Gr 4-6A tantalizing trip to publicly accessible occult sites in California, Oregon, and Washington. In the introduction, a dramatically lit photograph of the famous San Jose, CA, Winchester Mystery House highlights Woods account of his own eerie experience there. He then lists some spots reportedly haunted by real ghosts and others that have turned out to be just local legends. The Hotel Del Coronado and the permanently docked Queen Mary boast sad and sometimes frightening apparitions from their colorful past. Here, as well as in missions, a theater, a marketplace, a ghost town, a lighthouse, historic homes, restaurants, Alcatraz, and even a modern toy store, various people relate spooky encounters. Nearly every site is made easily recognizable through large, atmospheric, exterior and interior photographs, sometimes populated by ghostly figures admittedly staged by the author. Simple state maps in the introduction and at each chapters beginning locate the haunted places while the index lists not only sites, but also the names and types of spirits described in the text. For each place, Wood carefully indicates the most likely times and spots where ghosts may be encountered. This is a wonderful combination of guidebook and chilling ghost stories that provides thrills to be savored many times over.Ann G. Brouse, Big Flats Branch Library, NY (c) Copyright 2010. Library Journals LLC, a wholly owned subsidiary of Media Source, Inc. No redistribution permitted.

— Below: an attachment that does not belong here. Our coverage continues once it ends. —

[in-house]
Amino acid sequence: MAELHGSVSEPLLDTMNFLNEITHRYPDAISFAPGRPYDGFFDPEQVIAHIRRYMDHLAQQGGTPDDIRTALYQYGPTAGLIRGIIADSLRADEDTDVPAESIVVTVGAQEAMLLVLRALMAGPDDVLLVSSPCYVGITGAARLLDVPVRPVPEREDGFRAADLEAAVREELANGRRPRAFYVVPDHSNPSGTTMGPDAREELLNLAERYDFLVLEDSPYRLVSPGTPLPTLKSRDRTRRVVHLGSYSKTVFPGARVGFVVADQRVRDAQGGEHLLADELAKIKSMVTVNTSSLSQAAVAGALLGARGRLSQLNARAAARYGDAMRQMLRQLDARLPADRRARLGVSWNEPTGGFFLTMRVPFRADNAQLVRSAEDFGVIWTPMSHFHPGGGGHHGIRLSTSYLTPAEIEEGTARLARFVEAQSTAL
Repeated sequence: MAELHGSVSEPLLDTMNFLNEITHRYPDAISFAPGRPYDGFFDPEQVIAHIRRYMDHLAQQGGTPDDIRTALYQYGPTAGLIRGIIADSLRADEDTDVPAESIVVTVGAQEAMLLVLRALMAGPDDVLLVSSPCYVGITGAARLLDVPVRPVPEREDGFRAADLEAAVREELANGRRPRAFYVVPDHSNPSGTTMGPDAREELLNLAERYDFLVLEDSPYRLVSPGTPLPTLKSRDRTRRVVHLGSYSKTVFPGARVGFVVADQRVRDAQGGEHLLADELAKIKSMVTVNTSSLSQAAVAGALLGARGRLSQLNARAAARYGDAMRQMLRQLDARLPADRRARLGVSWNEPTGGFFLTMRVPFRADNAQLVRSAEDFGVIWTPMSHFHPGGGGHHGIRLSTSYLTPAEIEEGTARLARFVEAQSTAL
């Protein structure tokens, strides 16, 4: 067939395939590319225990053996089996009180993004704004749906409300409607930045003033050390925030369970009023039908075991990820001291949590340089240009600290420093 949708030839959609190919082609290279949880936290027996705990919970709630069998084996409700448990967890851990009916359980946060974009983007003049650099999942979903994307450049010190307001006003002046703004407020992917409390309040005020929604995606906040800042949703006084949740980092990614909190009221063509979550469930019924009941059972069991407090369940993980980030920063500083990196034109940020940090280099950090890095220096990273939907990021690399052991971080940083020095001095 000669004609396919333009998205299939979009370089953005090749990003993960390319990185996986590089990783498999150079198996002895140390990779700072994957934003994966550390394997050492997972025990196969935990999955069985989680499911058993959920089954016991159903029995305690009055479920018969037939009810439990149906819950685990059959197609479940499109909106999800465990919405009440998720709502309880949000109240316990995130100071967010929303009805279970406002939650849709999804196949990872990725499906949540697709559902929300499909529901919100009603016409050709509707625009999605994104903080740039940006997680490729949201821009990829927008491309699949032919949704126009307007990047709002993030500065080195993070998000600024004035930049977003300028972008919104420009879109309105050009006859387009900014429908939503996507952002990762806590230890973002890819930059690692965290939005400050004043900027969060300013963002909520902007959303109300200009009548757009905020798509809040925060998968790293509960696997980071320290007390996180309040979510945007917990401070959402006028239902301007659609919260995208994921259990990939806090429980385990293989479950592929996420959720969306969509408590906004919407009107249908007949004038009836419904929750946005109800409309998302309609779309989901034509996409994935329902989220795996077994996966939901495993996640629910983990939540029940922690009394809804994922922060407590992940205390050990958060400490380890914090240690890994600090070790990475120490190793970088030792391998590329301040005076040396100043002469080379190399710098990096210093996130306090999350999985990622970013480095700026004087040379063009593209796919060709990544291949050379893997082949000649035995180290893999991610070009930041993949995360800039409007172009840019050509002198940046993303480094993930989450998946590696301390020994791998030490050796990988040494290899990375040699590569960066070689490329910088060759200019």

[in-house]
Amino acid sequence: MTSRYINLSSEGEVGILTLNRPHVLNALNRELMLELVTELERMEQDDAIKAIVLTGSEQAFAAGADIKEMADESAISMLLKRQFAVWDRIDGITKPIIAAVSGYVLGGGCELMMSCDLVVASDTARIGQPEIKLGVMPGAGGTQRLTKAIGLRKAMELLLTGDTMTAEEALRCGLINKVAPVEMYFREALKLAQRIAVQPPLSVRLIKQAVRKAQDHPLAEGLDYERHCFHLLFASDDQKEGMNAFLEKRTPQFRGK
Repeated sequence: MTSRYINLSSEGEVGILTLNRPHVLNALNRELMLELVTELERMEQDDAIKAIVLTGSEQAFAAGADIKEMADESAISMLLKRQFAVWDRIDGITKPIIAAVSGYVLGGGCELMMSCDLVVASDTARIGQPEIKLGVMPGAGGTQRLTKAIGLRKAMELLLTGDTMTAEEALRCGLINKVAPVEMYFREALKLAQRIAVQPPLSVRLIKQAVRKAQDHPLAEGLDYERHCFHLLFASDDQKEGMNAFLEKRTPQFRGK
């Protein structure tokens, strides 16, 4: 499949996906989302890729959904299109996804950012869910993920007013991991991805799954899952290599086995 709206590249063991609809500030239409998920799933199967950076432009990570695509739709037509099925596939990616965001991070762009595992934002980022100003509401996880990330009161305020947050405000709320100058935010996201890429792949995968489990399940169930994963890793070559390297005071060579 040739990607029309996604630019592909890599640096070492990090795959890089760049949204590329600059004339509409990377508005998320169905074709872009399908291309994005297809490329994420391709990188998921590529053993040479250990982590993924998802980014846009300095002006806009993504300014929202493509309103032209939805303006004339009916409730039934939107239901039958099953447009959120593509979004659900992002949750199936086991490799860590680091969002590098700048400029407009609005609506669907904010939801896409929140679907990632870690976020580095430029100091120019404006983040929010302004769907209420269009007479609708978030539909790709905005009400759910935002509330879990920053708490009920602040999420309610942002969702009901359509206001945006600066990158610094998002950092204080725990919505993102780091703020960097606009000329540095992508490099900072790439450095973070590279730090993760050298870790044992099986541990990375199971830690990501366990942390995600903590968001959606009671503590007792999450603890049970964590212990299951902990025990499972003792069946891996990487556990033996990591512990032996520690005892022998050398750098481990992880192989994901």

Booklist Review

Gr. 3^-6. Wood continues his otherworldly series begun with Ghosts of the Southwest (1997), this time chronicling reports of phantoms from California, Oregon, and Washington. For each location (a variety of hotels, restaurants, homes, ships, prisons, parks, and missions), he provides a history of the site, reports from those purporting to have seen the specter, and accounts of the spirit's supernatural activities. Full-color photos appear on nearly every page; many have been altered so that they seem to include apparitions. Wood makes no effort to discount the reports of his informants or offer rational explanations for these sightings, and some young readers may have difficulty separating fact from fiction., particularly in light of the eerily lit, real-looking photographs. But if you're in the mood for a chilling, can't-put-it-down read, this will hit the spot. --Kay Weisman